Ellis in Wonderland

The cover of 'Ellis in Wonderland', an LP by Herb Ellis.

A few of my recent record buys have featured the virtuoso pianist Oscar Peterson as a more-or-less unobtrusive accompanist. On Soulville (1958, mentioned recently), Ben Webster was backed by Peterson’s trio, augmented by west coast drummer Stan Levey. On Anita Sings Jazz (1957, a re-titled UK pressing of Anita Sings the Most) Anita O’Day was accompanied by Peterson, again with his bassist Ray Brown and guitarist Herb Ellis, but this time joined by Milt Holland on the drums. It’s a record where the pianist played a more prominent role, with some wonderful interplay between him and O’Day.

It was Herb Ellis’s turn in the spotlight on Ellis in Wonderland (1956, pictured above), which was the guitarist’s first LP as leader. With their roles reversed, Peterson stayed very much in the background. To be fair, there was plenty going on in the foreground with solos variously by Ellis, and by the three horn-players involved: Harry ‘Sweets’ Edison, Charlie Mariano and Jimmy Giuffre (the last a college-friend of the guitarist). Alvin Stoller played the drums. Peterson, Brown & Ellis were also part of the ensemble in five of the seven tracks on New Jazz Sounds (1955, below), where alto saxophonist Benny Carter was credited as leader. It’s a somewhat uneven record that’s at its best in an opening pair of tracks which benefit from an ebullient guest appearance by trumpet legend Dizzy Gillespie.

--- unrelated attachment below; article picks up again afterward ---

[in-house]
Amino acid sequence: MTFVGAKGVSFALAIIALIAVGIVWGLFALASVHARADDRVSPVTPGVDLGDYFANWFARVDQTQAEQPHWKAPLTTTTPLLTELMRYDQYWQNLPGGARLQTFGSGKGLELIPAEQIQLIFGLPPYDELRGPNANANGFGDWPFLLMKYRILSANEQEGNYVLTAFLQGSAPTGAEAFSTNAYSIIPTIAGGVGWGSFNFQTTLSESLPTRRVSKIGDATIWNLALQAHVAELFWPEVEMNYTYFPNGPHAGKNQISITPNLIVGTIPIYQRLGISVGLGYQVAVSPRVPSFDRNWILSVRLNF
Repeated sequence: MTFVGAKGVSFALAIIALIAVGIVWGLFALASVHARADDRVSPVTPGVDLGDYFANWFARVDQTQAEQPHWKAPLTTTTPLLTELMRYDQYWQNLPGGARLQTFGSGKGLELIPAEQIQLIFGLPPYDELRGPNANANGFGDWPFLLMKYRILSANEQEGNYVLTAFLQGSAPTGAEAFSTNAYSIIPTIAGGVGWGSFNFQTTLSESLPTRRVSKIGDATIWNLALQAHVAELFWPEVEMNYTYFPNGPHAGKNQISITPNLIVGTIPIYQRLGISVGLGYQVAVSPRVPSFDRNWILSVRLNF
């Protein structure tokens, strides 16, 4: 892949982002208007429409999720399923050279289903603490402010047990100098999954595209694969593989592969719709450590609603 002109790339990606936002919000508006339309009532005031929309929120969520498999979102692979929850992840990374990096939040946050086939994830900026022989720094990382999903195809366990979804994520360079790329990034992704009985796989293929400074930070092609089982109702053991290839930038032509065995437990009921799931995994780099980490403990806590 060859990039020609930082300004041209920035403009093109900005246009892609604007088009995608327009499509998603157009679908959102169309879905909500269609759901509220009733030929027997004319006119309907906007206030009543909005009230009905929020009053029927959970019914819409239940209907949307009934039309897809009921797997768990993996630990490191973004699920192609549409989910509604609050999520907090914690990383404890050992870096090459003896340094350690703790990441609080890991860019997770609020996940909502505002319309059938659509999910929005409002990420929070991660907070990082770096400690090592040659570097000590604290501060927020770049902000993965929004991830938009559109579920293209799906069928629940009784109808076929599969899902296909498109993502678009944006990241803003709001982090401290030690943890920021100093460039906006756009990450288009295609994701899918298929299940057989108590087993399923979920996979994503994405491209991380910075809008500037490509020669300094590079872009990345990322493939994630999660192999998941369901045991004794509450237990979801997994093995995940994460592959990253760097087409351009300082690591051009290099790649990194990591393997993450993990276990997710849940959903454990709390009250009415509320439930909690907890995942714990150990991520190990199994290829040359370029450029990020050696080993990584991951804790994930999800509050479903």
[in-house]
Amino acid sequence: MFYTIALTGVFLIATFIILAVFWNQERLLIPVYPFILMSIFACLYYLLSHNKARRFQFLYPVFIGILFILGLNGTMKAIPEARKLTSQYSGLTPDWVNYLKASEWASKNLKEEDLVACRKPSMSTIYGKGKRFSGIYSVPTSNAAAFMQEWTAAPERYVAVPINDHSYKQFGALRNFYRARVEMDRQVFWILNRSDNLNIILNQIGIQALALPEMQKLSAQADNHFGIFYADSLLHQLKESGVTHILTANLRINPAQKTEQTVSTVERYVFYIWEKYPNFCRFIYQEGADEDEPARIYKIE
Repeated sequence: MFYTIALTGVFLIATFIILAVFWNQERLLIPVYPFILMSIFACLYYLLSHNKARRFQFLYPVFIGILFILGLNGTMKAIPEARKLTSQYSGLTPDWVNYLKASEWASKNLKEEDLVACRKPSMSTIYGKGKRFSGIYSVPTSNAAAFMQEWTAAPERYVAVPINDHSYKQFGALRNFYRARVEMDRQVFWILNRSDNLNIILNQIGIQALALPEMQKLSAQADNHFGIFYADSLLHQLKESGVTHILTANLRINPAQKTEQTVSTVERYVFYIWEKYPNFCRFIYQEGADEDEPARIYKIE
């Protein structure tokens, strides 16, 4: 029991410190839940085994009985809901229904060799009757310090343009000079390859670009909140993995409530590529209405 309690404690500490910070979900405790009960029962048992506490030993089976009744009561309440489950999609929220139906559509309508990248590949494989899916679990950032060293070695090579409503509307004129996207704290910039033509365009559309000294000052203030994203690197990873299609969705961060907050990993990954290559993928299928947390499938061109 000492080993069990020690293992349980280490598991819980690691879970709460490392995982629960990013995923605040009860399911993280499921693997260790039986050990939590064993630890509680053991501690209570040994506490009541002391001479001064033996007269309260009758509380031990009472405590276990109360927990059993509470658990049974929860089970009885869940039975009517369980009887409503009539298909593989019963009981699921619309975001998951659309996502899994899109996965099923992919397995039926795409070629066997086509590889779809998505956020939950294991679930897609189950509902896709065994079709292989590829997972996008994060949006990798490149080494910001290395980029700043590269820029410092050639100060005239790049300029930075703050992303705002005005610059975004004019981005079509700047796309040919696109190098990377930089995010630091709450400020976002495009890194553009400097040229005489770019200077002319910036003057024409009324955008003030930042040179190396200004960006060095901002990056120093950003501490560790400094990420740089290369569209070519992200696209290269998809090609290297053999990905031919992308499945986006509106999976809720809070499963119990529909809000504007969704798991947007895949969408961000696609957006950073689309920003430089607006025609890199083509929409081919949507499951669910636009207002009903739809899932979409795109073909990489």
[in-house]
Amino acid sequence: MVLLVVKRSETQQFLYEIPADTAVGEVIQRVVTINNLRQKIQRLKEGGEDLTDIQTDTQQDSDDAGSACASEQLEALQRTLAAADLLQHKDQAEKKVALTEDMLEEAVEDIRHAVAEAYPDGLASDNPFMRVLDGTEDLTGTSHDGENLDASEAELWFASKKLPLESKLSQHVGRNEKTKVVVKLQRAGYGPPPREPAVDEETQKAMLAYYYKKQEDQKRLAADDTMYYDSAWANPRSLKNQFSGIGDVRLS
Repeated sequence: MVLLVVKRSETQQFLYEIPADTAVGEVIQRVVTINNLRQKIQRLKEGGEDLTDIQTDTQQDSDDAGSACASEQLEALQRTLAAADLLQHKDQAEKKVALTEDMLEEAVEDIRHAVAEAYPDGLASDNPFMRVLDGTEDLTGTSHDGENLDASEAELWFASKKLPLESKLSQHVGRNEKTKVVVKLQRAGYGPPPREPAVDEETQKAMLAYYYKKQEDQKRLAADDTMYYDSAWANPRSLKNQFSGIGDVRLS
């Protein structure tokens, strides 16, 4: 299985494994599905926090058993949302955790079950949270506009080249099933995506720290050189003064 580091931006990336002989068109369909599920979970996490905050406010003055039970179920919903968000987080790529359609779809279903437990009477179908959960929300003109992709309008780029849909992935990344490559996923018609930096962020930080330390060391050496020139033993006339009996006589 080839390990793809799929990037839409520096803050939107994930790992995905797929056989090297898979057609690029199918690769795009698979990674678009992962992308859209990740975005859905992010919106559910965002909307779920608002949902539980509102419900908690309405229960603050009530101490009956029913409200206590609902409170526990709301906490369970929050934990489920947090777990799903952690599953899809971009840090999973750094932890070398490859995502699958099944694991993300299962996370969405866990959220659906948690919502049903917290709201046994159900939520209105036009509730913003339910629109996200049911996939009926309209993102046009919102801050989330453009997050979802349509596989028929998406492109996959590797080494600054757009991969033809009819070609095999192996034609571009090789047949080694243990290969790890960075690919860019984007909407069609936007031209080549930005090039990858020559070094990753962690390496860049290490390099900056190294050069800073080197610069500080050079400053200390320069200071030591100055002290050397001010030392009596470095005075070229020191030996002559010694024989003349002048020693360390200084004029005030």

The cover of 'New Jazz Sounds', an LP by Benny Carter, et al.